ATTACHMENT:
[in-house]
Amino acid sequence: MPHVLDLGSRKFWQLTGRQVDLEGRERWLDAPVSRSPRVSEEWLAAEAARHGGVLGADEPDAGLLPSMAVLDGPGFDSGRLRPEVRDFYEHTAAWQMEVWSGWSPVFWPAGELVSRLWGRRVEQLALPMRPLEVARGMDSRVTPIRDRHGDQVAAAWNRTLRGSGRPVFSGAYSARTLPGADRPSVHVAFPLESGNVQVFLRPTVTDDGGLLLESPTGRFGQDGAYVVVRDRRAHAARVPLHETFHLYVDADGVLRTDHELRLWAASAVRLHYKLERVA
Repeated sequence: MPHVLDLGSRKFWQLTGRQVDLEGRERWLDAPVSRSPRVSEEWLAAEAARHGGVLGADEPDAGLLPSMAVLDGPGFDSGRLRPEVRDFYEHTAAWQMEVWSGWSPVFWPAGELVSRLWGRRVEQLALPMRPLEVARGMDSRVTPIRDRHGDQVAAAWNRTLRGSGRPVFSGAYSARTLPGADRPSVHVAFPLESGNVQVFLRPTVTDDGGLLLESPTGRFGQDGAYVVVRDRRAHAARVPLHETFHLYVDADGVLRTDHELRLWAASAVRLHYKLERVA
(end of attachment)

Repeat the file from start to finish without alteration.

[in-house]
Amino acid sequence: MPHVLDLGSRKFWQLTGRQVDLEGRERWLDAPVSRSPRVSEEWLAAEAARHGGVLGADEPDAGLLPSMAVLDGPGFDSGRLRPEVRDFYEHTAAWQMEVWSGWSPVFWPAGELVSRLWGRRVEQLALPMRPLEVARGMDSRVTPIRDRHGDQVAAAWNRTLRGSGRPVFSGAYSARTLPGADRPSVHVAFPLESGNVQVFLRPTVTDDGGLLLESPTGRFGQDGAYVVVRDRRAHAARVPLHETFHLYVDADGVLRTDHELRLWAASAVRLHYKLERVA
Repeated sequence: MPHVLDLGSRKFWQLTGRQVDLEGRERWLDAPVSRSPRVSEEWLAAEAARHGGVLGADEPDAGLLPSMAVLDGPGFDSGRLRPEVRDFYEHTAAWQMEVWSGWSPVFWPAGELVSRLWGRRVEQLALPMRPLEVARGMDSRVTPIRDRHGDQVAAAWNRTLRGSGRPVFSGAYSARTLPGADRPSVHVAFPLESGNVQVFLRPTVTDDGGLLLESPTGRFGQDGAYVVVRDRRAHAARVPLHETFHLYVDADGVLRTDHELRLWAASAVRLHYKLERVA